Larry Phelps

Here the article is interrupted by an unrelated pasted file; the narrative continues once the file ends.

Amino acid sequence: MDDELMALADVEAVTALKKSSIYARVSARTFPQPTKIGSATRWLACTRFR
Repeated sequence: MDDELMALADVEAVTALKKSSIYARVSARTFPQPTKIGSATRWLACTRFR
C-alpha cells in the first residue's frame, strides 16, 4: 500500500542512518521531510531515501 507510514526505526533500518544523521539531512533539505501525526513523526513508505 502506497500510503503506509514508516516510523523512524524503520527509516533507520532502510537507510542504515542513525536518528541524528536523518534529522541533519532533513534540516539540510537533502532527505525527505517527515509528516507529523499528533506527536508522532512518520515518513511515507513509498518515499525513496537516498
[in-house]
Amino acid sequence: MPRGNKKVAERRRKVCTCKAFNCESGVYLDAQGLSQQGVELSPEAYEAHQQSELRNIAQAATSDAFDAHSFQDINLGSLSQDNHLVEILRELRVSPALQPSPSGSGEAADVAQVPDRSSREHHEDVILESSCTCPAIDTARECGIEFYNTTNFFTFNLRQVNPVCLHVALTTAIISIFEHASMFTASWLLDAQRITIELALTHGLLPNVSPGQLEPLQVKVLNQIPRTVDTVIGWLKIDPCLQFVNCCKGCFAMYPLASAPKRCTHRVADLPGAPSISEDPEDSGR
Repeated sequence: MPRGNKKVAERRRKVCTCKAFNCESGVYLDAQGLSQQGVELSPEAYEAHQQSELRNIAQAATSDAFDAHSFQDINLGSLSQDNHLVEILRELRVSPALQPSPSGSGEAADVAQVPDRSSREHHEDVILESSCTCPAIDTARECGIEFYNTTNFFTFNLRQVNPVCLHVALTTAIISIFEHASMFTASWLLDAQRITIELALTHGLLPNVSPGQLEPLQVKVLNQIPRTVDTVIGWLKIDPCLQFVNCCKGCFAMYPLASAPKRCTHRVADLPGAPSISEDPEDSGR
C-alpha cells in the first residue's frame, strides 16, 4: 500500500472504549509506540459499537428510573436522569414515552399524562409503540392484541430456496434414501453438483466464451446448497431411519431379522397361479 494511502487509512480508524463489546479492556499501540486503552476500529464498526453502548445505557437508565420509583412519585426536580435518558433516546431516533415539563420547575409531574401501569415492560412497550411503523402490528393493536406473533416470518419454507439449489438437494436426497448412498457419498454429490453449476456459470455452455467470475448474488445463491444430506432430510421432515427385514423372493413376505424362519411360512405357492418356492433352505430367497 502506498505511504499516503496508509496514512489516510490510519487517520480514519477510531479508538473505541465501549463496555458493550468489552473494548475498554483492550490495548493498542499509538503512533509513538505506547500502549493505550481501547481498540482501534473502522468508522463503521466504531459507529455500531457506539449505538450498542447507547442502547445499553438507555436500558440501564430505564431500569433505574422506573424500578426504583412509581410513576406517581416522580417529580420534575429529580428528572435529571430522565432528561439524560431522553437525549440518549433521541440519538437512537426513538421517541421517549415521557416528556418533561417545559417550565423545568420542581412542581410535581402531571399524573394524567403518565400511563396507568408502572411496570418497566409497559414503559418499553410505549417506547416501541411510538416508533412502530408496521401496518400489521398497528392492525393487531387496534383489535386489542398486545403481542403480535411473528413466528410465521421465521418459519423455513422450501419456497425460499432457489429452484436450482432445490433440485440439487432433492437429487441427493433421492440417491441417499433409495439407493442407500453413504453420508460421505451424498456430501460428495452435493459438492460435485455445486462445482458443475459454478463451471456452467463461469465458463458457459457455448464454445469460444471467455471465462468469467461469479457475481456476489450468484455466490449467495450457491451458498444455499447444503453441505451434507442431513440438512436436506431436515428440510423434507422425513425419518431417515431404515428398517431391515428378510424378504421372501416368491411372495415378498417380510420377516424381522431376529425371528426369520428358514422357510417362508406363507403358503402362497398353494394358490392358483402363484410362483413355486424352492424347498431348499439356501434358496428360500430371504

I have two strong memories of Minor, together reflecting the strong breadth of his knowledge and interests. One was a tongue in cheek organization we set up, the “Adam Sedgewick Society”. Aside from one or two mimeographed newsletters, our main activity was a trip around northeast Iowa one spring break visiting fossil beds. In our attic I still have some of the fossils we collected, although I believe he took the best along somewhere. I think we were the only two members. The second memory is of his talking me into going up to the Cities to experience the Metropolitan Opera on their spring tour. We saw Tosca, which, as they say, blew me away. It happened that Tosca was sung by Leontyne Price: I had never realized the human voice could be so beautiful. It led to a lifetime of enjoyment of opera, for which I greatly thank Minor.